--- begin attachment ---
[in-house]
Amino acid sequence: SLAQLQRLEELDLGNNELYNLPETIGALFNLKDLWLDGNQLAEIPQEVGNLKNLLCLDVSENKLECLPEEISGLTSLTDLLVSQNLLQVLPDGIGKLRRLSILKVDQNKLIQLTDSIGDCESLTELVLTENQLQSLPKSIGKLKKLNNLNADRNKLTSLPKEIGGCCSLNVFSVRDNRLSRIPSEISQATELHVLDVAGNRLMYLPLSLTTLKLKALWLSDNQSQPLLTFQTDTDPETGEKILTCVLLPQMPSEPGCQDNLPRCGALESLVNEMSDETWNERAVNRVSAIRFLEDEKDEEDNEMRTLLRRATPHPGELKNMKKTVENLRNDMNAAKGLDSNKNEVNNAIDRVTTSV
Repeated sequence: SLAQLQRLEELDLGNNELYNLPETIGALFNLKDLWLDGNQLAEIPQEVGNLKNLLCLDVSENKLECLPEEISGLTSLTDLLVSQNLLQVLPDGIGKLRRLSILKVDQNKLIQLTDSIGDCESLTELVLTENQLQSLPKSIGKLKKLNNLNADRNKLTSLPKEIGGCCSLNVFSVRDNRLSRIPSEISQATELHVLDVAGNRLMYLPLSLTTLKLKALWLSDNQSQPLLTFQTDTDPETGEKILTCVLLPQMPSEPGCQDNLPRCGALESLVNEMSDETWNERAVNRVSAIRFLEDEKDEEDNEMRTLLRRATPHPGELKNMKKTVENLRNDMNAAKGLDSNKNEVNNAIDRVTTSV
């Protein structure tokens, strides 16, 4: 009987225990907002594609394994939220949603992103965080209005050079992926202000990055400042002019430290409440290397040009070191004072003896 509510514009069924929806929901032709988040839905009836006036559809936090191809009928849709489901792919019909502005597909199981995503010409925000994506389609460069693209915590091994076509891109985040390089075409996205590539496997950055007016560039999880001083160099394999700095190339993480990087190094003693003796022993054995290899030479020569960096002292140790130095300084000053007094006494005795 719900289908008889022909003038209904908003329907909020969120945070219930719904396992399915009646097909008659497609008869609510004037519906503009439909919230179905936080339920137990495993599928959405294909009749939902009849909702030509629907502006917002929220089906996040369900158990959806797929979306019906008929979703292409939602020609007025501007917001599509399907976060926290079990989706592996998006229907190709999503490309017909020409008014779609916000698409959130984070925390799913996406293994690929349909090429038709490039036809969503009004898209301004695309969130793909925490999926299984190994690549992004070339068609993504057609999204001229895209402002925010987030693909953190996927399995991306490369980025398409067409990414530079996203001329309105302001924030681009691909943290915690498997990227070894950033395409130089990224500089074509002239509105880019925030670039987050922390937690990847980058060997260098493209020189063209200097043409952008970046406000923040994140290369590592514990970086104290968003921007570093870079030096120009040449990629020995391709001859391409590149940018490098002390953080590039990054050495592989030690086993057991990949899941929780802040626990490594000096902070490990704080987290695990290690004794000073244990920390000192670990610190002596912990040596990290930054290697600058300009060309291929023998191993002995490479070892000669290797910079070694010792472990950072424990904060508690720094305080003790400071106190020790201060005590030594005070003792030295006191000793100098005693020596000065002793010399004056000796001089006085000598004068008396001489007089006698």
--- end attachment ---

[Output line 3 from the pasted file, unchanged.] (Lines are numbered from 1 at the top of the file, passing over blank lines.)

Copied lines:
Repeated sequence: SLAQLQRLEELDLGNNELYNLPETIGALFNLKDLWLDGNQLAEIPQEVGNLKNLLCLDVSENKLECLPEEISGLTSLTDLLVSQNLLQVLPDGIGKLRRLSILKVDQNKLIQLTDSIGDCESLTELVLTENQLQSLPKSIGKLKKLNNLNADRNKLTSLPKEIGGCCSLNVFSVRDNRLSRIPSEISQATELHVLDVAGNRLMYLPLSLTTLKLKALWLSDNQSQPLLTFQTDTDPETGEKILTCVLLPQMPSEPGCQDNLPRCGALESLVNEMSDETWNERAVNRVSAIRFLEDEKDEEDNEMRTLLRRATPHPGELKNMKKTVENLRNDMNAAKGLDSNKNEVNNAIDRVTTSV